The largest age group, accounting for 30% of the population, are 65 or older and only about 16% are under the age of 18. Our demographics show Ferry County is getting older due to the lack of job opportunities, particularly in agriculture. Most jobs are related to public administration, health care and social assistance, educational services, and retail trade. The county is aging, causing our food resources and sustainability to decrease, and ultimately having a negative impact on the future health and economy of our community.
Ferry County is considered a food desert. Besides the few grocery stores, we have limited locations to obtain healthy foods. Ferry County is one of the most underfunded, underrepresented, and commodity insufficient counties in all of Washington State (Employment Security Department, 2022). With a desolate population of 7,273, Ferry County lacks a multitude of opportunities. Total accommodation and food service sales is in the 5,000 range, whereas the three surrounding counties are at least six times greater (U.S. Census Bureau, 2017). Our poverty rate is at 19%, which is significantly higher than all surrounding counties. Seventeen percent of our population is living with food insecurities, and 25% are low income and do not live near a grocery store. Washington’s average food index is 8.4, but Ferry County’s is 4.8 (County Health Rankings, 2023). Food deserts raise health care concerns- putting our county in the bottom quartile for health outcomes across the state.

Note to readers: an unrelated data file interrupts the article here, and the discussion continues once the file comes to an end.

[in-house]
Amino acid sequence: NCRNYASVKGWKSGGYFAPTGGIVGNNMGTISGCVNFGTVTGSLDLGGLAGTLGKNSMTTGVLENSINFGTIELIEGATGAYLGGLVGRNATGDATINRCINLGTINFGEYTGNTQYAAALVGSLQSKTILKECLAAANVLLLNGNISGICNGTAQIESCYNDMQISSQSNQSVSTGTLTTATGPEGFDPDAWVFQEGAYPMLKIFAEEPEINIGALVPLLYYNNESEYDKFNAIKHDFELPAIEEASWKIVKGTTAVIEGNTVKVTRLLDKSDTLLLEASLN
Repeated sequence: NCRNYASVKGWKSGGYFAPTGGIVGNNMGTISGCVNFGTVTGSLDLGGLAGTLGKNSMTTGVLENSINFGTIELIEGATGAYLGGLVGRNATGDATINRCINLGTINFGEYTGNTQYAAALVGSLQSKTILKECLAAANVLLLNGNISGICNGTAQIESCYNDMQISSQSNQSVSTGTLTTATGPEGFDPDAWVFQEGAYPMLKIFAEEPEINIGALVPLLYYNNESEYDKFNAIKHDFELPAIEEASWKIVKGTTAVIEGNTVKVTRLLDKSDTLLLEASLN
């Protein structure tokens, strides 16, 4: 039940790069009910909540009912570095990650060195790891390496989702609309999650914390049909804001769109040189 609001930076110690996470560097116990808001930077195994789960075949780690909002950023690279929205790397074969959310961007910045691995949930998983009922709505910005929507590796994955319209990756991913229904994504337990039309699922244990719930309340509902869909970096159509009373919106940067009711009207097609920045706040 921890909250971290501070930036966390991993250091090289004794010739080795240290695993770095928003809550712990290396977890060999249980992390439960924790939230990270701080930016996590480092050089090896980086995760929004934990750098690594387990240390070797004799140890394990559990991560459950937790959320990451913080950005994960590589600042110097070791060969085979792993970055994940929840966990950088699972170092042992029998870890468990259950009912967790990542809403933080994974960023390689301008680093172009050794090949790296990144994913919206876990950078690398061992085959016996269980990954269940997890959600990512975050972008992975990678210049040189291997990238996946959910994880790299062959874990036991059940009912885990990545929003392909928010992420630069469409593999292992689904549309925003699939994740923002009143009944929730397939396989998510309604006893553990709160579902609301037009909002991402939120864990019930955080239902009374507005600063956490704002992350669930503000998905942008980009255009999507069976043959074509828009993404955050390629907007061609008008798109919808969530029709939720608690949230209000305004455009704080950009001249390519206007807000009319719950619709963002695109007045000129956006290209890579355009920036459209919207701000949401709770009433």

This center will be a “site of support” for teachers to teach based on their own lesson plans- a place for educators to come and teach without the hassle of maintenance and upkeep of a facility. This location will be the hub for teaching about plant propagation, orchards, pollination, wildlife conservation, riparian restoration, forestry, compost, hydrology, surveying, pruning, composting, experimental crops, and all things forestry, hydrology, and renewable energy. The greenhouse, specifically, provides students and community members with a location to experiment with different cover crops, riparian plant propagation, and foundational plant knowledge. With adequate parking and an access road, anyone interested in conservation education can take advantage of the center. New farmers and producers, aging producers, and veteran producers will get the unique opportunity to experiment with different crops specific to our area without the inconvenience of using their own land. Power would be supplied, ideally, from solar panels- a great opportunity to teach about energy conservation and sustainability. The tree nursery along the wetlands portion of the property will serve as a propagation area for riparian restoration plants. This area will also get a lot of use due to it being attached to the Ferry County Rail Trail. The forestland covered in Ponderosa pine is a prime location to educate about fire prevention as well as benefits. This center will also offer opportunities to experiment with different climate smart management practices. Producers can use this research to make the most efficient use of their own land.